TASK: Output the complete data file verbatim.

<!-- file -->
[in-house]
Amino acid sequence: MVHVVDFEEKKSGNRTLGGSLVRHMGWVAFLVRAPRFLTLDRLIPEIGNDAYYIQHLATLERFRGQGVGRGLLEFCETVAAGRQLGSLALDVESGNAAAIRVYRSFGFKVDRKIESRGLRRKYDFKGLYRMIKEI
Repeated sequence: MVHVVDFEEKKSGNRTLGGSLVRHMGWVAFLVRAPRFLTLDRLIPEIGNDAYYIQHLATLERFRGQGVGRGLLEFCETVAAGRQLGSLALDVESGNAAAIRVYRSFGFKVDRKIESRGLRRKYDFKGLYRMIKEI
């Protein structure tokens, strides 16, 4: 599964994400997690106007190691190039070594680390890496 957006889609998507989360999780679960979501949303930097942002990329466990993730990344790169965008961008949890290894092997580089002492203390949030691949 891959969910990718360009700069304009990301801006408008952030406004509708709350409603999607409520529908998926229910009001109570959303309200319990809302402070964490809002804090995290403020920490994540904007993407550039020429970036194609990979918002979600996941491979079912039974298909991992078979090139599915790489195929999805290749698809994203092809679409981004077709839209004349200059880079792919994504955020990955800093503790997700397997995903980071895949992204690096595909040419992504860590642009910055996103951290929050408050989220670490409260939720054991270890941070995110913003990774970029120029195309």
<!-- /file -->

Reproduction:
[in-house]
Amino acid sequence: MVHVVDFEEKKSGNRTLGGSLVRHMGWVAFLVRAPRFLTLDRLIPEIGNDAYYIQHLATLERFRGQGVGRGLLEFCETVAAGRQLGSLALDVESGNAAAIRVYRSFGFKVDRKIESRGLRRKYDFKGLYRMIKEI
Repeated sequence: MVHVVDFEEKKSGNRTLGGSLVRHMGWVAFLVRAPRFLTLDRLIPEIGNDAYYIQHLATLERFRGQGVGRGLLEFCETVAAGRQLGSLALDVESGNAAAIRVYRSFGFKVDRKIESRGLRRKYDFKGLYRMIKEI
């Protein structure tokens, strides 16, 4: 599964994400997690106007190691190039070594680390890496 957006889609998507989360999780679960979501949303930097942002990329466990993730990344790169965008961008949890290894092997580089002492203390949030691949 891959969910990718360009700069304009990301801006408008952030406004509708709350409603999607409520529908998926229910009001109570959303309200319990809302402070964490809002804090995290403020920490994540904007993407550039020429970036194609990979918002979600996941491979079912039974298909991992078979090139599915790489195929999805290749698809994203092809679409981004077709839209004349200059880079792919994504955020990955800093503790997700397997995903980071895949992204690096595909040419992504860590642009910055996103951290929050408050989220670490409260939720054991270890941070995110913003990774970029120029195309």